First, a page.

Some fundamental questions about what drives human progress cannot be answered without considering the role of culture and/or cultural change. For example:

* Why have democratic institutions failed to take root in any Arab country?

* Why have the Confucian societies of East Asia experienced transforming rates of economic growth?

* Why are East Asian immigrants so successful wherever they migrate?

* Why are Jews so successful wherever they migrate?

* What explains the "miracle" of Spain's transformation from a traditional autocracy to a modern Western European democracy?

* Why do the Nordic countries lead the rest of the world in most indicators of progress?

* Why have Haiti and the Dominican Republic, two countries that share the Caribbean island of Hispaniola, followed such divergent paths?

Other Factors Matter, Too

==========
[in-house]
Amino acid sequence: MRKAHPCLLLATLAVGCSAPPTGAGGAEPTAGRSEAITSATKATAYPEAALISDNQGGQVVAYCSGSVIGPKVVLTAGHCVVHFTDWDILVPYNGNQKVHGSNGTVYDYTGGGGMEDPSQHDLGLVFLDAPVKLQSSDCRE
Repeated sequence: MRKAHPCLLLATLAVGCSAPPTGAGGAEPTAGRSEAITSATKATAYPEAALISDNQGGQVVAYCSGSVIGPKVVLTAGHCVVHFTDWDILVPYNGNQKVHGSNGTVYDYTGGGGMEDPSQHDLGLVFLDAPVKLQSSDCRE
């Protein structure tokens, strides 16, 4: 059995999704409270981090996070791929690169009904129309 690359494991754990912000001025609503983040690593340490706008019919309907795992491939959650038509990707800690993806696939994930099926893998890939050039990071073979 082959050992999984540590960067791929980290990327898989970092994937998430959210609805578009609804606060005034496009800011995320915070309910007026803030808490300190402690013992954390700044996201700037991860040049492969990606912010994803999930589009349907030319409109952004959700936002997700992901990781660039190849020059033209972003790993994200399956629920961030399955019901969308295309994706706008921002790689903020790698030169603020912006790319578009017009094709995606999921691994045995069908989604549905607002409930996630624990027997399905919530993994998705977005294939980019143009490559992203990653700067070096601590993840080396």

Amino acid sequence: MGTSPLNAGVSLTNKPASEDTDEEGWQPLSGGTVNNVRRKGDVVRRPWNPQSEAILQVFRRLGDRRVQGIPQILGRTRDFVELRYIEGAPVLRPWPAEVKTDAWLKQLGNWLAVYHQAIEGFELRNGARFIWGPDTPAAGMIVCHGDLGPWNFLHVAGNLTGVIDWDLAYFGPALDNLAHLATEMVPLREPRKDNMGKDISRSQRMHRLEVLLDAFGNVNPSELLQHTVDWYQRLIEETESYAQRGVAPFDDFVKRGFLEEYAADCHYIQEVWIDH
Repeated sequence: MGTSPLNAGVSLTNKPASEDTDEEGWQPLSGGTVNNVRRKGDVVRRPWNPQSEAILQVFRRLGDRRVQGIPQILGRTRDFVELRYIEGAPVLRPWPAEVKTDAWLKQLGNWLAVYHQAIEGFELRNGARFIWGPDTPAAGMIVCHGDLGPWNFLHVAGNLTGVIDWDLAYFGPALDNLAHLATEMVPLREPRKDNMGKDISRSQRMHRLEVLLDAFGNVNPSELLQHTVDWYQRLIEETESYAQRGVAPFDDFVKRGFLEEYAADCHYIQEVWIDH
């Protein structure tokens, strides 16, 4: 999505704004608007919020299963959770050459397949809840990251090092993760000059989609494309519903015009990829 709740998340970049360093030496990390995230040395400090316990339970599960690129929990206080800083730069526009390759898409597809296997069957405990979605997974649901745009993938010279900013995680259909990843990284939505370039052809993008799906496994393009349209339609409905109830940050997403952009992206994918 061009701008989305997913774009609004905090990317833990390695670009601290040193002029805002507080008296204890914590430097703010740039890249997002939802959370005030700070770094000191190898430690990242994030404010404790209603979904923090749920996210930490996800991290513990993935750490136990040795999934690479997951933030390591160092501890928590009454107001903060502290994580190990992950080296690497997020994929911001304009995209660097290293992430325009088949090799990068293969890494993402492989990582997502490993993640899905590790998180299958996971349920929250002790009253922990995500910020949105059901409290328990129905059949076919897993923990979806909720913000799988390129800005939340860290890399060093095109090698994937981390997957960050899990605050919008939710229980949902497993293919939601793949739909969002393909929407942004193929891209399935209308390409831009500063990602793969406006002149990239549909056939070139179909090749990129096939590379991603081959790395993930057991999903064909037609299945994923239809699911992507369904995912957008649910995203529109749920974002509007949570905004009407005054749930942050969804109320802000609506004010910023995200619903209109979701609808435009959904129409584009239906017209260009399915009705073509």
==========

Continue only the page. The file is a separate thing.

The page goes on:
Culture can be crucial, but it is only one factor, if an important one, in play in human progress. Geography, including climate and resource endowment, also matters, not only in its direct impact on economic development but also through its influence on culture. Jared Diamond makes a compelling case for the powerful influence of environment in his best-selling Guns, Germs, and Steel, but he leaves space for culture: "Among other factors [explaining why some societies have advanced more rapidly than others] cultural factors . . . loom large . . . Human cultural traits vary greatly around the world. Some of that cultural variation is no doubt a product of environmental variation . . . But an important question concerns the possible significance of local cultural factors unrelated to the environment. A minor cultural feature may arise for trivial, temporary local reasons, become fixed, and then predispose a society toward more important cultural choices . . ."

That colder climates forced humans to plan ahead to get through the winter, while humans in tropical zones had no such problem, must surely be relevant in explaining why most poor countries are found in the tropical zones; and it may also be relevant in explaining why the warmer portions of some countries -- for example, the south of Italy, the south of Spain, the south of the United States -- are poorer than the colder portions.